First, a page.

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Clinical Investigations: SLEEP AND BREATHING |

Sphincter Pharyngoplasty as a Treatment of Velopharyngeal Incompetence in Young People*: A Prospective Evaluation of Effects on Sleep Structure and Sleep Respiratory Disturbances

Christel Saint Raymond; Georges Bettega; Christel Deschaux; Jacques Lebeau; Bernard Raphael; Patrick Lévy; Jean-Louis Pépin
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*From the Department of Respiratory Medicine (Drs. Saint Raymond, Lévy, and Pépin, and Mrs. Deschaux), Intensive Care Unit and Sleep Laboratory, HP2 Laboratory, University Hospital; and Maxillofacial Surgery (Drs. Bettega, Lebeau, and Raphael), University Hospital, Grenoble, France.

Correspondence to: Jean-Louis Pépin, MD, PhD, Département de Médecine Aigue Spécialisée (DMAS), Unité Sommeil et Respiration, CHU de Grenoble, BP 217 X, 38043, Grenoble, France; e-mail: JPepin@chu-grenoble.fr



Chest. 2004;125(3):864-871. doi:10.1378/chest.125.3.864
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Background: Sphincter pharyngoplasty (SP) appears to be the more “physiologic” surgical technique to treat velopharyngeal incompetence (VPI). This procedure creates a dynamic sphincter of variable diameter and keeps the flexibility of the soft palate. SP also induces velopharyngeal size reduction, mainly in the transverse diameter, which may cause upper airway (UA) occlusions during sleep.

Aim: To prospectively evaluate the effects of SP by a modified Orticochea procedure on sleep structure and sleep respiratory disturbances.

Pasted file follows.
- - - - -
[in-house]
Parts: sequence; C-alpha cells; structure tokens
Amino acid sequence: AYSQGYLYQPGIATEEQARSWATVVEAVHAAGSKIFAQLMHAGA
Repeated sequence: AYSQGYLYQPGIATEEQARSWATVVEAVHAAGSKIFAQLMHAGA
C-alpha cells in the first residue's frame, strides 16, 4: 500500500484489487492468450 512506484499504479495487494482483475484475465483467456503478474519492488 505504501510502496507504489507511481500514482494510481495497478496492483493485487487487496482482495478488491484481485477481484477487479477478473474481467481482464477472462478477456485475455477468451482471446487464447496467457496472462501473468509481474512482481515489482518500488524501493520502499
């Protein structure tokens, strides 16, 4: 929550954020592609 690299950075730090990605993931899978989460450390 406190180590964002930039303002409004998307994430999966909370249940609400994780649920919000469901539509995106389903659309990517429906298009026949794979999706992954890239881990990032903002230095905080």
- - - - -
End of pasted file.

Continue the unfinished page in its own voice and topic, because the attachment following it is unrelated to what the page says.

Methods: Polysomnographic studies before and after surgery in 17 consecutive patients treated by a modified Orticochea procedure SP for VPI.

Results: For the whole group, SP did not induce significant impairment of apnea-hypopnea index or nocturnal oxygen saturation. Slow-wave sleep (SWS) was significantly reduced after surgery (25 ± 9% of total sleep time [TST] vs 28 ± 9% of TST before SP [p = 0.04]). Following surgery, there was a trend for an increase in the microarousal index) (p = 0.09) and more specifically in respiratory-related microarousals.

Conclusion: SP, although creating a clinically obvious reduction of velopharyngeal diameter, generally did not lead to the occurrence of an obstructive sleep apnea syndrome. However, we found a significant reduction of SWS quantity and a trend toward an increase in the number of cortical microarousals. These findings suggest that the reduction of UA diameter associated with the surgical technique leads to increases in respiratory effort sufficient to induce sleep fragmentation and SWS reduction, even in the absence of apneas or hypopneas.

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